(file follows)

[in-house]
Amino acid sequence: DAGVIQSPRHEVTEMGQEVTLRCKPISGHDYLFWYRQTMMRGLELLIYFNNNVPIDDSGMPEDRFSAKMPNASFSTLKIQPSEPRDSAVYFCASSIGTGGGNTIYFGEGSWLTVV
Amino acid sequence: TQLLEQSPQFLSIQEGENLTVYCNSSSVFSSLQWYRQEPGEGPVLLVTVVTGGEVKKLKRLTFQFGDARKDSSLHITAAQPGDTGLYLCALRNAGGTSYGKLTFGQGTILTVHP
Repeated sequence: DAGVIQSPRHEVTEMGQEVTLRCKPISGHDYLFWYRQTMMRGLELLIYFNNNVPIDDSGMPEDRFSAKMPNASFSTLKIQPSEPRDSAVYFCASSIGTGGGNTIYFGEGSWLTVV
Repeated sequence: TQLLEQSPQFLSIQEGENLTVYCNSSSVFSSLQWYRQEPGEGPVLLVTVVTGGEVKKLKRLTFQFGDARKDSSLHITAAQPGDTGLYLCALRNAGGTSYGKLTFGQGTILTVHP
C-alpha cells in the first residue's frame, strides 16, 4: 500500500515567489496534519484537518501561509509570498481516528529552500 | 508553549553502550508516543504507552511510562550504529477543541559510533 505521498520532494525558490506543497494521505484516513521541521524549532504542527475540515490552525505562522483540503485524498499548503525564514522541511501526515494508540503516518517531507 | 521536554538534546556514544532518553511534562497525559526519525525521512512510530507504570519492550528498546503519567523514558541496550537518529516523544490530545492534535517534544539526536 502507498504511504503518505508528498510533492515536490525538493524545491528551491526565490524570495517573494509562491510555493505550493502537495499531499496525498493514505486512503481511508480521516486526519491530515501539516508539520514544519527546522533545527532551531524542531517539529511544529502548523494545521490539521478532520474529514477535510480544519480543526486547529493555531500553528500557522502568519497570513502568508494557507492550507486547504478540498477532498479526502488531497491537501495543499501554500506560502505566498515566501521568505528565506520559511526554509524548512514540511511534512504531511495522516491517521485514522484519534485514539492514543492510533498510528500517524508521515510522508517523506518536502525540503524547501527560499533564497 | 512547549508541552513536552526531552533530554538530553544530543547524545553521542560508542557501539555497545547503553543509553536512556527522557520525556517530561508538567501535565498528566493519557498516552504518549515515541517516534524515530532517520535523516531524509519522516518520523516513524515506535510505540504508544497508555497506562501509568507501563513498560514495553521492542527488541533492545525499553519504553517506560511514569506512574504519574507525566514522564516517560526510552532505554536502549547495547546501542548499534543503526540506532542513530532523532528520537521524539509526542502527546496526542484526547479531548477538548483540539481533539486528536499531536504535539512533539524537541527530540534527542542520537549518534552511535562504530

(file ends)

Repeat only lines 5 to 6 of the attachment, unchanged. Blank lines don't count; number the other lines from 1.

Repeated sequence: TQLLEQSPQFLSIQEGENLTVYCNSSSVFSSLQWYRQEPGEGPVLLVTVVTGGEVKKLKRLTFQFGDARKDSSLHITAAQPGDTGLYLCALRNAGGTSYGKLTFGQGTILTVHP
C-alpha cells in the first residue's frame, strides 16, 4: 500500500515567489496534519484537518501561509509570498481516528529552500 | 508553549553502550508516543504507552511510562550504529477543541559510533 505521498520532494525558490506543497494521505484516513521541521524549532504542527475540515490552525505562522483540503485524498499548503525564514522541511501526515494508540503516518517531507 | 521536554538534546556514544532518553511534562497525559526519525525521512512510530507504570519492550528498546503519567523514558541496550537518529516523544490530545492534535517534544539526536 502507498504511504503518505508528498510533492515536490525538493524545491528551491526565490524570495517573494509562491510555493505550493502537495499531499496525498493514505486512503481511508480521516486526519491530515501539516508539520514544519527546522533545527532551531524542531517539529511544529502548523494545521490539521478532520474529514477535510480544519480543526486547529493555531500553528500557522502568519497570513502568508494557507492550507486547504478540498477532498479526502488531497491537501495543499501554500506560502505566498515566501521568505528565506520559511526554509524548512514540511511534512504531511495522516491517521485514522484519534485514539492514543492510533498510528500517524508521515510522508517523506518536502525540503524547501527560499533564497 | 512547549508541552513536552526531552533530554538530553544530543547524545553521542560508542557501539555497545547503553543509553536512556527522557520525556517530561508538567501535565498528566493519557498516552504518549515515541517516534524515530532517520535523516531524509519522516518520523516513524515506535510505540504508544497508555497506562501509568507501563513498560514495553521492542527488541533492545525499553519504553517506560511514569506512574504519574507525566514522564516517560526510552532505554536502549547495547546501542548499534543503526540506532542513530532523532528520537521524539509526542502527546496526542484526547479531548477538548483540539481533539486528536499531536504535539512533539524537541527530540534527542542520537549518534552511535562504530